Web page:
Study: A good sweat is good cancer therapy

    A University of Pennsylvania researcher says exercise should play a bigger role in cancer treatment, and she’s urging oncologists to update their advice to patients.

    A University of Pennsylvania researcher says exercise should play a bigger role in cancer treatment, and she’s urging oncologists to update their advice to patients.
    (Photo: flickr/Sam Judson)

    For people who’ve had a heart attack or stroke, keeping fit is often part of the road to recovery. Many patients get an exercise prescription along with their initial surgery and treatment.

    That’s not done as often in cases of cancer.

    But an expert panel convened by the American College of Sports Medicine reviewed the evidence on exercise for cancer patients and found overwhelming benefits.

    Kathryn Schmitz, with Penn’s Abramson Cancer Center, led the review.

    Schmitz: “We should be getting to a point, where at the end of treatment, during treatement, cancer survivors should receive a script and be sent to a widely available program for exercise during and after cancer treatment.”

    While some cancer treatments can be hard on the body, Schmitz says physical activity is a boon for the immune, endocrine and metobolic systems.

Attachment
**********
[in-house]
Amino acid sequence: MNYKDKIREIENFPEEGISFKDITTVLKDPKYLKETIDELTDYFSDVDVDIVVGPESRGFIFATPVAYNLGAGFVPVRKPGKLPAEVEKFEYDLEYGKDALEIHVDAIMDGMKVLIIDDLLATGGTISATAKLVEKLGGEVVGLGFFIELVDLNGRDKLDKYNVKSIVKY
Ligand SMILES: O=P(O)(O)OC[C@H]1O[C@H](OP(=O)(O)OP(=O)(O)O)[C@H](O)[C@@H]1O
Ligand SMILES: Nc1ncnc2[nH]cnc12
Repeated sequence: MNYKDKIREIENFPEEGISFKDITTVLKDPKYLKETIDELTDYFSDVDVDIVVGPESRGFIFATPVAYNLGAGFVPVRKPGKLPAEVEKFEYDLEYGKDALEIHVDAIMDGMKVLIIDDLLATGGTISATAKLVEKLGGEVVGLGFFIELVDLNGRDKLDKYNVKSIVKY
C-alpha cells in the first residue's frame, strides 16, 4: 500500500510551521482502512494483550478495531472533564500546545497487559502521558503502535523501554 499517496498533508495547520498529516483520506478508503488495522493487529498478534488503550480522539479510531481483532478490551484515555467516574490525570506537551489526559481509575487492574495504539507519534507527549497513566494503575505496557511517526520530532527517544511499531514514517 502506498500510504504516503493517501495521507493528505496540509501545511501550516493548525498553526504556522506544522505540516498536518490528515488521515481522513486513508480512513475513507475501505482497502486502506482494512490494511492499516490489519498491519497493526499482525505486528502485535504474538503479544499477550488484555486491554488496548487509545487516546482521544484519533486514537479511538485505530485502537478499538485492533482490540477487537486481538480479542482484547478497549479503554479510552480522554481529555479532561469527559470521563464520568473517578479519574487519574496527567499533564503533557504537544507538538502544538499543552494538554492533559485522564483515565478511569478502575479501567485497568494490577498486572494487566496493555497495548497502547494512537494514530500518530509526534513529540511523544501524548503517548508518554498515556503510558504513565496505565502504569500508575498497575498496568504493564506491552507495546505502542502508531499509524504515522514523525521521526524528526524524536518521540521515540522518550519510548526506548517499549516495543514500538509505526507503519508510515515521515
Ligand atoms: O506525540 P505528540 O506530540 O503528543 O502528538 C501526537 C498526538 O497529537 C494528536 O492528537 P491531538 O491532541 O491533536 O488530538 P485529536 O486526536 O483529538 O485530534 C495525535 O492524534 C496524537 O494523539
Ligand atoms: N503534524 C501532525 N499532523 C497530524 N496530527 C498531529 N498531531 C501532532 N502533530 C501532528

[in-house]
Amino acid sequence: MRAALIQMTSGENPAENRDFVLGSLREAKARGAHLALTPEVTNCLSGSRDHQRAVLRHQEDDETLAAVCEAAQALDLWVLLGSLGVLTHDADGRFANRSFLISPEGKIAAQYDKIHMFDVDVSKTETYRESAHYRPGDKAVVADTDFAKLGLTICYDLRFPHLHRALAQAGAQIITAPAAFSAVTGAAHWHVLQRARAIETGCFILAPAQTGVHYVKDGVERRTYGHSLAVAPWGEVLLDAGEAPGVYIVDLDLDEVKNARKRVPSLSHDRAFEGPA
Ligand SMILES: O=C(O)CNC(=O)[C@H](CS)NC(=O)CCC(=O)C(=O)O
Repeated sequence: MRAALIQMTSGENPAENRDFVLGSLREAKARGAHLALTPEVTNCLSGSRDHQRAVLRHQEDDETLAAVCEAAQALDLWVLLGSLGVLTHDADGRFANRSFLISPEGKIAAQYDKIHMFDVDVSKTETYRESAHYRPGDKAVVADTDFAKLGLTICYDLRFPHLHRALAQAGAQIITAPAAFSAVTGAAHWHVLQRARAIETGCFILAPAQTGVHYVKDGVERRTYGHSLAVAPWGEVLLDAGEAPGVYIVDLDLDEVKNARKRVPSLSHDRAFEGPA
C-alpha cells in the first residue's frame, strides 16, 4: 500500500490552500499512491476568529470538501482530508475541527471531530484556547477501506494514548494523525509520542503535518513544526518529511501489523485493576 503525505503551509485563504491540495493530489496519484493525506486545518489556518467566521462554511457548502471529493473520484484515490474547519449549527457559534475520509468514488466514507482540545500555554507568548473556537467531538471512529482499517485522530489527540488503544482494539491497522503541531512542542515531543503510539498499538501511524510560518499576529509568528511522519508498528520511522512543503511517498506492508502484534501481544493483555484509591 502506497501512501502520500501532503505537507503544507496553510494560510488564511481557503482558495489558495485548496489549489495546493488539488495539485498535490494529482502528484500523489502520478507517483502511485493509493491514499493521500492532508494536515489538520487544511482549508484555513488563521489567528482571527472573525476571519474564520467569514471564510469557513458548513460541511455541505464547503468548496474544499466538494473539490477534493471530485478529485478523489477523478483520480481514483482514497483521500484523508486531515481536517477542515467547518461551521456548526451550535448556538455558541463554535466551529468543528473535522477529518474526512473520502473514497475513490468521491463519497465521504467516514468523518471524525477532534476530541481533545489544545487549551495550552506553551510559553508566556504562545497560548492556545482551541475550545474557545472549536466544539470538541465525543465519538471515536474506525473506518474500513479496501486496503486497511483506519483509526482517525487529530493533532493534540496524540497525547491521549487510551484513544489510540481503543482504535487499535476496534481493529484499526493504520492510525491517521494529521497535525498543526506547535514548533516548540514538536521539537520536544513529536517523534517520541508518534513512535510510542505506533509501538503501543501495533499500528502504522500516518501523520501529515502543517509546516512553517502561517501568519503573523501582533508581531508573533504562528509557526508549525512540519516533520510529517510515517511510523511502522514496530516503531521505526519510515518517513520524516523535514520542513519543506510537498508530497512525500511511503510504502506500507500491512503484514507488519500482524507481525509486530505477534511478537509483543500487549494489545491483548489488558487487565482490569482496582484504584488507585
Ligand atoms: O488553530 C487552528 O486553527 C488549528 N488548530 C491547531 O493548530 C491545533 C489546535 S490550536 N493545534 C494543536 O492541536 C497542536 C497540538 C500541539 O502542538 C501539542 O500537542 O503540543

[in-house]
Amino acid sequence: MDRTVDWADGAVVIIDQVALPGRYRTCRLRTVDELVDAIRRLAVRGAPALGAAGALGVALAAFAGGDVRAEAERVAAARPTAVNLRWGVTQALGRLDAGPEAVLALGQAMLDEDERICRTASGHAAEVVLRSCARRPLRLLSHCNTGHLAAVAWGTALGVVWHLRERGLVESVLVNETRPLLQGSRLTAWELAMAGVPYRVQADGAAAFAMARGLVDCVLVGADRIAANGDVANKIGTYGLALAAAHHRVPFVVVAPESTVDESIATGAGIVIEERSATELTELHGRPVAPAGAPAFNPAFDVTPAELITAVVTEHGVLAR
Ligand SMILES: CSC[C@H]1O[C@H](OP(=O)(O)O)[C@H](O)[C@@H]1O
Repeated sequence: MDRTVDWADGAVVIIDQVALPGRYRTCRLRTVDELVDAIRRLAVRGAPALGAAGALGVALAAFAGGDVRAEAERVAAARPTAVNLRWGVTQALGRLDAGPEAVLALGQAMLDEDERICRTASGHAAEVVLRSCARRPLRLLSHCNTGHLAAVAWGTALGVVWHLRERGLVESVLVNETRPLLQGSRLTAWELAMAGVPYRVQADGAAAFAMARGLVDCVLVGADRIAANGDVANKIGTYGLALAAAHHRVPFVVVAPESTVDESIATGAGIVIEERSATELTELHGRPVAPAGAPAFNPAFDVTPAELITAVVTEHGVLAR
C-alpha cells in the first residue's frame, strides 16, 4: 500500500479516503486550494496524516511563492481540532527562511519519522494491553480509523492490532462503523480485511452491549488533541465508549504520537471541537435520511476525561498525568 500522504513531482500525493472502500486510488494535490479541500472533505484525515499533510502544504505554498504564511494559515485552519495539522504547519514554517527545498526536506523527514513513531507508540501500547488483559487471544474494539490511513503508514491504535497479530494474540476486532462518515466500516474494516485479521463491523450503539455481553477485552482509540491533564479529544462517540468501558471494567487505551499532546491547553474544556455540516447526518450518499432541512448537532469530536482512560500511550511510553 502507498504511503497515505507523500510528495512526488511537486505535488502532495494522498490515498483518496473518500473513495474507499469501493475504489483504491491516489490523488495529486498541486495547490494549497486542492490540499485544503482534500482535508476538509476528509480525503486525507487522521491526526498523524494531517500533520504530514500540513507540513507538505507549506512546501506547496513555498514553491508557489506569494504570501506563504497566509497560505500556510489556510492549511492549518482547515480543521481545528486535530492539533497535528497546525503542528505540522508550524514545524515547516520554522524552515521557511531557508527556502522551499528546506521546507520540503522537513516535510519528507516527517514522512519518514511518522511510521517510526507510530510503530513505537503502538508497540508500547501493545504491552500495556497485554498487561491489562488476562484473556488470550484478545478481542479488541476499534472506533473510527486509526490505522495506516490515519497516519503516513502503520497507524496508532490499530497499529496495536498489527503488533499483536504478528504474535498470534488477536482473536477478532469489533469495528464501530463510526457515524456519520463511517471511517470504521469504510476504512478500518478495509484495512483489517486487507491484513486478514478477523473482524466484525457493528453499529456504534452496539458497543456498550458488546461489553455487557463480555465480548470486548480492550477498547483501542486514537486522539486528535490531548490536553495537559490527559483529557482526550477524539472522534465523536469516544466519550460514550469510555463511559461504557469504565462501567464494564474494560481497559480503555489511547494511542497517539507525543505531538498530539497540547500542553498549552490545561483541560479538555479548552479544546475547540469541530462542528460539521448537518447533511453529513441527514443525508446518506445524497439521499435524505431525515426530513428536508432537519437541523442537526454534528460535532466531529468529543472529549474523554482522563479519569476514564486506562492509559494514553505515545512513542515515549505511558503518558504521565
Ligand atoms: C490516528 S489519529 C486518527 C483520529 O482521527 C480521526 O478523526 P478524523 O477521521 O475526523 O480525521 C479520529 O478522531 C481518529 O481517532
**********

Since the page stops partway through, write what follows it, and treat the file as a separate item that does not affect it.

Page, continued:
She also wants health providers to teach patients about the risks of Inactivity.

    Schmitz presents the panel’s new guidelines to a large group of oncologists next week.

    Richard Bleicher a breast cancer surgeon with the Fox Chase Cancer Center.

    He hasn’t seen the new exercise guidelines, but doesn’t expect much push back from oncologists.

    Bleicher:  “Clearly there are going to be some limitations related to what patients are able to do after a particular types of treatment, but I can tell you from my experience that my colleagues have advocated for increasing for physical activity as the patient goes through their treatment, and once the patient has completed their treatment.”

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